IN 2006, OWEN was trying to find a reliable way to communicate with patients in a vegetative state, including Gillian [not her real name]. In July 2005, this 23-year-old had been crossing a road, chatting on her mobile phone. She was struck by two cars. Yet, though she had been diagnosed as vegetative, there was something about her that caught the attention of her doctor, who submitted her for study by Owen.
Five months later, a strange stroke of serendipity allowed Gillian to unlock her box. The key arose from a study Owen started with Steven Laureys in 2005. They had asked healthy volunteers to imagine doing different things, such as singing songs or conjuring up the face of their mother. Then Owen had another idea. "I just had a hunch," he says. "I asked a healthy control to imagine playing tennis. Then I asked her to imagine walking through the rooms of her house." Imagining tennis activates part of the cortex, called the supplementary motor area, involved in the mental simulation of movements. But imagining walking around the house activates the parahippocampal gyrus in the core of the brain, the posterior parietal lobe, and the lateral premotor cortex. The two patterns of activity were as distinct as a "yes" and a "no." So, if people were asked to imagine tennis for "yes" and walking around the house for "no," they could answer questions via fMRI.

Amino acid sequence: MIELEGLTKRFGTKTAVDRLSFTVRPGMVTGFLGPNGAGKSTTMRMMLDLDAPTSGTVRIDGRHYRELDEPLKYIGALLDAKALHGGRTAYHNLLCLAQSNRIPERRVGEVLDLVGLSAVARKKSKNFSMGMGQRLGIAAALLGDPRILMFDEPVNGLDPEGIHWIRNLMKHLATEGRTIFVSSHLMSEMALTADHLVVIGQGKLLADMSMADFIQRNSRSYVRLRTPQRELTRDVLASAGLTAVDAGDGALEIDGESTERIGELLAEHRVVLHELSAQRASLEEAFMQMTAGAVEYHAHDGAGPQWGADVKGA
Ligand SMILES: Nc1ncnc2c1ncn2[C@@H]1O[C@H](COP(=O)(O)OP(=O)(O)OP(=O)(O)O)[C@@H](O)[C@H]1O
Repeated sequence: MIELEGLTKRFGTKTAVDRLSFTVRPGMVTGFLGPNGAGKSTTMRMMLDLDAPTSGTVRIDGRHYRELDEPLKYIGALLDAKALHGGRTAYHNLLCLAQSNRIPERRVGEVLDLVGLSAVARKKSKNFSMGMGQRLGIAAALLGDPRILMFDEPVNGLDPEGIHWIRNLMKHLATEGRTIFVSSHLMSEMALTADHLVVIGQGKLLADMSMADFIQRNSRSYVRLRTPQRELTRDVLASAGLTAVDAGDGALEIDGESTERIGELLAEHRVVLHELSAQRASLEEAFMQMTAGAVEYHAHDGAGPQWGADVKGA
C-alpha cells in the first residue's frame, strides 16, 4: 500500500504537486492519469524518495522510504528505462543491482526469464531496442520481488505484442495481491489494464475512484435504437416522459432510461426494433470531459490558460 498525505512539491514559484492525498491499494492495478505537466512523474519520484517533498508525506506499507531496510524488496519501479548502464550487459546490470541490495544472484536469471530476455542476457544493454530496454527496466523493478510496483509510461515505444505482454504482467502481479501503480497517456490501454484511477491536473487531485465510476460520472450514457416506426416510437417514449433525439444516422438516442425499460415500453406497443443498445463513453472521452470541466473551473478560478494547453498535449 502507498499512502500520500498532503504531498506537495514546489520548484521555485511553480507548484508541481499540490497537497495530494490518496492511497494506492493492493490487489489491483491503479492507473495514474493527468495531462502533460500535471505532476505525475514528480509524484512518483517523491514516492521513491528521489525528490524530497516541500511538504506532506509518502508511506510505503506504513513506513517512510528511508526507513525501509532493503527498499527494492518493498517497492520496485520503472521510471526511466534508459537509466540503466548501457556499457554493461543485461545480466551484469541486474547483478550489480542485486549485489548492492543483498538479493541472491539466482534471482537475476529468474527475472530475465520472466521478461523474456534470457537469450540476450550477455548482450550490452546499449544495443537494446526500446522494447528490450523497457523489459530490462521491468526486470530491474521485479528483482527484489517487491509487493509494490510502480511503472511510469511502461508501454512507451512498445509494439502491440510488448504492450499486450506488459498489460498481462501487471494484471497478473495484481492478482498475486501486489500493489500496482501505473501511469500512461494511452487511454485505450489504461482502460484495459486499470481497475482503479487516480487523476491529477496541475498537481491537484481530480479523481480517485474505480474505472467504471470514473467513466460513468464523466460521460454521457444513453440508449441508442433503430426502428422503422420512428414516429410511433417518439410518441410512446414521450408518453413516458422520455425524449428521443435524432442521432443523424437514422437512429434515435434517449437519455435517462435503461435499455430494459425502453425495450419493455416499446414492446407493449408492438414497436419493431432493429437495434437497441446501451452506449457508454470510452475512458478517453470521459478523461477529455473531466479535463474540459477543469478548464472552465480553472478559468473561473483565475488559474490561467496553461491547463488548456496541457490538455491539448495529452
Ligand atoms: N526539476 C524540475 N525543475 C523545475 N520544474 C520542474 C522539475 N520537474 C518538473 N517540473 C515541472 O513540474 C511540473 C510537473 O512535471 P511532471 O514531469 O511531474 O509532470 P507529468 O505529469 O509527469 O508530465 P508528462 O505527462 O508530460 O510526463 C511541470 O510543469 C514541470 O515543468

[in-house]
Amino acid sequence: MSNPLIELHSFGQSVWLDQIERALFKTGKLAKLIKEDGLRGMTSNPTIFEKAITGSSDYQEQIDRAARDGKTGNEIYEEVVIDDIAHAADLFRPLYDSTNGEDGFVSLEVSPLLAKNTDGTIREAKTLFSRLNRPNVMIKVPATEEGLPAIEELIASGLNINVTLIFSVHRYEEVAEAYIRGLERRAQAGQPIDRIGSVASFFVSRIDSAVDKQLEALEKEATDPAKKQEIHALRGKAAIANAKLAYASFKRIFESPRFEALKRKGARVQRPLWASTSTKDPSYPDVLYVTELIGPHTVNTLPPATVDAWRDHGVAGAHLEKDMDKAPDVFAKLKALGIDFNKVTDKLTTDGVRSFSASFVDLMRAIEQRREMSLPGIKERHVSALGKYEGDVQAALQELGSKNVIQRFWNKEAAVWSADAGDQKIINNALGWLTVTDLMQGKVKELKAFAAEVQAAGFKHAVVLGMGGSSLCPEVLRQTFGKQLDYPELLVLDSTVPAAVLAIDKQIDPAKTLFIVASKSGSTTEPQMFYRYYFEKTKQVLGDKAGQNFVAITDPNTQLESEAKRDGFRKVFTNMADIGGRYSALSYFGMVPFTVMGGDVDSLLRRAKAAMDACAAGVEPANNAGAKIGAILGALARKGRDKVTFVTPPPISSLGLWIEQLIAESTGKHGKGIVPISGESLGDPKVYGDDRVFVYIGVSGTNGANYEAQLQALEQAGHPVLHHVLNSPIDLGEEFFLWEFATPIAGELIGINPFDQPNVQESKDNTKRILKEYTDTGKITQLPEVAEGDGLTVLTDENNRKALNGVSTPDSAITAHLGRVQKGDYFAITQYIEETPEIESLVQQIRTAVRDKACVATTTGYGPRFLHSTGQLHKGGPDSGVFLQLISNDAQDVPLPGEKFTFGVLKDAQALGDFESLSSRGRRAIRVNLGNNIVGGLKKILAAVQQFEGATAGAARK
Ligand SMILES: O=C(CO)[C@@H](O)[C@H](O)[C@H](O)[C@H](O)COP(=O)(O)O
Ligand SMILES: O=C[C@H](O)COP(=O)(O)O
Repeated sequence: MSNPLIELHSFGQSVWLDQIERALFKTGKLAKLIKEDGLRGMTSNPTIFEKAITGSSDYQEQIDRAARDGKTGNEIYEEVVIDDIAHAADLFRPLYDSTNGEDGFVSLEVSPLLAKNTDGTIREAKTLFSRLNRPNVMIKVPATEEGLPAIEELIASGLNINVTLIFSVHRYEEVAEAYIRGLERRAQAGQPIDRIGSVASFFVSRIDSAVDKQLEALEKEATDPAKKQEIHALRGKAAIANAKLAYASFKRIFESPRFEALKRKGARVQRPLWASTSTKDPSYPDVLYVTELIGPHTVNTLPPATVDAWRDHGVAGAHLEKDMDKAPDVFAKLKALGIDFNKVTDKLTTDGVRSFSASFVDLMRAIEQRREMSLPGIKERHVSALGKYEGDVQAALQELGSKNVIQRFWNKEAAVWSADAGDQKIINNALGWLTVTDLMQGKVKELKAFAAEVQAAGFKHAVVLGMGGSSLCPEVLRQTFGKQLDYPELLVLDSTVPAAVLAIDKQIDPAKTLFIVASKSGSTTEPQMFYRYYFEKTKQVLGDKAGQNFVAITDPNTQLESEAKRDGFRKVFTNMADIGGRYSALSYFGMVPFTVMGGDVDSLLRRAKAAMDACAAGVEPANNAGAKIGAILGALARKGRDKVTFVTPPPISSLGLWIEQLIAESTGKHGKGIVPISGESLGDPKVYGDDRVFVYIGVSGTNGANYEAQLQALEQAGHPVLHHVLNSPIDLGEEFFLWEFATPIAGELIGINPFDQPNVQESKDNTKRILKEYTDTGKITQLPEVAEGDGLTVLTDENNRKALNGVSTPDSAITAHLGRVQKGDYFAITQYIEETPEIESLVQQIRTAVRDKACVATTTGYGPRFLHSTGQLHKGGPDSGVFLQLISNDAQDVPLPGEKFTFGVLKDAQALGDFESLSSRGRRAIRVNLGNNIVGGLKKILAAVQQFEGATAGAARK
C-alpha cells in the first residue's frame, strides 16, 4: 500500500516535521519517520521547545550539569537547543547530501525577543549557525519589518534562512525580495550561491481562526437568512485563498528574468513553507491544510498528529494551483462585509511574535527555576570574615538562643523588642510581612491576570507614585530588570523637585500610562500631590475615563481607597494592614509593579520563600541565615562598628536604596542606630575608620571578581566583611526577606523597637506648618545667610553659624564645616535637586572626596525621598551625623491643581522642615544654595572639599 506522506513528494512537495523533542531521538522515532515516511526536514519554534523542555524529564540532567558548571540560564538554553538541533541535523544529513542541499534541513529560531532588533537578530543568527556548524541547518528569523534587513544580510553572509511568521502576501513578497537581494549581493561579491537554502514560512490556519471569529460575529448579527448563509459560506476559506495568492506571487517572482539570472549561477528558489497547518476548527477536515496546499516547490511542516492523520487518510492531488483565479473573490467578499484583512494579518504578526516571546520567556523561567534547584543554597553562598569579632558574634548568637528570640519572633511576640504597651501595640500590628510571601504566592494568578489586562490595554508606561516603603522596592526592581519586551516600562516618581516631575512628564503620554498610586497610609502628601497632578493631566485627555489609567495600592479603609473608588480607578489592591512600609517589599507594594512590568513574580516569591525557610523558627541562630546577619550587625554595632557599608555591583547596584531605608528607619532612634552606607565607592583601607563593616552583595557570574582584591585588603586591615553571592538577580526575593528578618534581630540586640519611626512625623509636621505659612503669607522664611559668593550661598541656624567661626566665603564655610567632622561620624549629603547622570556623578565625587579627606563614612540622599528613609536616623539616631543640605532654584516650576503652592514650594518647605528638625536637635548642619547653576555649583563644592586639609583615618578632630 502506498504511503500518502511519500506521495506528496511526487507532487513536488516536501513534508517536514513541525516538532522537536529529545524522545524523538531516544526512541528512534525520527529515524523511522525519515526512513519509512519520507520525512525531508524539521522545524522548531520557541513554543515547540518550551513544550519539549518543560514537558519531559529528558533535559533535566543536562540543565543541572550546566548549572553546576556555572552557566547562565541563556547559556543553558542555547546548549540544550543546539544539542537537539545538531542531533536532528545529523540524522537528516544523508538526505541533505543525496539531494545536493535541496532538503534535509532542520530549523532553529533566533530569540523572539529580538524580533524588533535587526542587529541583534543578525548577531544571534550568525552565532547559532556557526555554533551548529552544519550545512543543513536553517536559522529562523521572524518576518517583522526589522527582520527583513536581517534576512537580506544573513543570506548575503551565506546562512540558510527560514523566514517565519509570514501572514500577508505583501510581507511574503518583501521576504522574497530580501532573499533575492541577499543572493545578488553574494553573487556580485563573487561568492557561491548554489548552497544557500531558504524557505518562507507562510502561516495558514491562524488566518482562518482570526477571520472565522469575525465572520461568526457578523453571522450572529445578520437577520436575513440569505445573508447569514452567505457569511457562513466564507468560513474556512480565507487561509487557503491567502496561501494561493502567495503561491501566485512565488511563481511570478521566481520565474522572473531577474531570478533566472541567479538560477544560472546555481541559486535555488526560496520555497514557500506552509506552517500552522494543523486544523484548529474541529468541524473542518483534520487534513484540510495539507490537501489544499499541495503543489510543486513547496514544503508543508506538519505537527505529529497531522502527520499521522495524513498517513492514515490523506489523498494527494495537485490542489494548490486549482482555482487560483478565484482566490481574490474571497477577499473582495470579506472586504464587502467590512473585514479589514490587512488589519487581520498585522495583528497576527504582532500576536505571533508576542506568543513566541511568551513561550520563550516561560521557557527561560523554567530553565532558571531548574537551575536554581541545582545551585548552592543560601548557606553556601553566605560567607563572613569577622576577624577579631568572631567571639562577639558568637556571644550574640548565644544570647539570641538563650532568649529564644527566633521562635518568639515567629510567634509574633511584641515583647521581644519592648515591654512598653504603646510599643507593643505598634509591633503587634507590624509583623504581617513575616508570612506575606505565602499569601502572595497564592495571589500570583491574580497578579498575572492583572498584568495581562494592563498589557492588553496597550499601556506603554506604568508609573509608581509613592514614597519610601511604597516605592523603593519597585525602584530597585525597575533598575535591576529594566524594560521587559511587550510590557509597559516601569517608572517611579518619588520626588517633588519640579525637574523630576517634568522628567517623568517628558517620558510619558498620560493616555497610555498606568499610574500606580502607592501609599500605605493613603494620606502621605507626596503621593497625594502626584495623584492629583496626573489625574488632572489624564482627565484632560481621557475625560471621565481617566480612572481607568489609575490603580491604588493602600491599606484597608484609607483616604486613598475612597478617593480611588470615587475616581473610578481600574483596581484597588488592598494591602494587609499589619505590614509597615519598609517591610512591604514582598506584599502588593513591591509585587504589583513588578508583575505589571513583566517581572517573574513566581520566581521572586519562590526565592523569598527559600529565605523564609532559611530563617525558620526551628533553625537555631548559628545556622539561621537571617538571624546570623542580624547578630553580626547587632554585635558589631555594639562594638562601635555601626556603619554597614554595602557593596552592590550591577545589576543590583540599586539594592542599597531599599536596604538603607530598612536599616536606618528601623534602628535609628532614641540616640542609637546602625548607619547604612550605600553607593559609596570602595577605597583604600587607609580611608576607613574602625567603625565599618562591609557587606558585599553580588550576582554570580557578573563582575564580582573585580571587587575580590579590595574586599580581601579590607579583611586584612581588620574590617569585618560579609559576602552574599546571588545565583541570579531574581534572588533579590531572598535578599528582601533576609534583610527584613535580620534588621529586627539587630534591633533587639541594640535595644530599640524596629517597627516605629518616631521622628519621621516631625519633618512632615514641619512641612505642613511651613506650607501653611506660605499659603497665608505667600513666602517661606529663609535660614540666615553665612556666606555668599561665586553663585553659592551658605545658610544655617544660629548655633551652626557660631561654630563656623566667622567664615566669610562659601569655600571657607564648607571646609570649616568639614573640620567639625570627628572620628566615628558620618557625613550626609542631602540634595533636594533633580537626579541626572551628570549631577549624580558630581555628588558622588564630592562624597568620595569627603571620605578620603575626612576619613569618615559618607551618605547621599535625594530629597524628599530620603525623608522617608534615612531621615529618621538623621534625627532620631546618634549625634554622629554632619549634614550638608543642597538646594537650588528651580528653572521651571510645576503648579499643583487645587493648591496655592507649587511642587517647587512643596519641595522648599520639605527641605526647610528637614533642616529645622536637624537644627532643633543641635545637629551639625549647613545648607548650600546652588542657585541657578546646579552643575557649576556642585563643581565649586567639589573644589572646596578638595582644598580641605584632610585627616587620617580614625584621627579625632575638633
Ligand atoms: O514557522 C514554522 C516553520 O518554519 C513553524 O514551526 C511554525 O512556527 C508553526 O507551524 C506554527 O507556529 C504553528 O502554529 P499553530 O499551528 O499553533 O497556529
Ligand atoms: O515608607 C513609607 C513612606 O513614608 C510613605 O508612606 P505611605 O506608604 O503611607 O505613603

Gazing into Gillian's "vegetative" brain with the brain scanner, Owen asked her to imagine the same things — and saw strikingly similar activation patterns to the healthy volunteers. It was an electric moment. Owen could read her mind.
Gillian's case, published in the journal Science in 2006, made front-page headlines around the world. The result provoked wonder and, of course, disbelief. "Broadly speaking, I received two types of email from my peers," says Owen. "They either said, 'This is amazing — well done!' or, 'How could you possibly say this woman is conscious?'"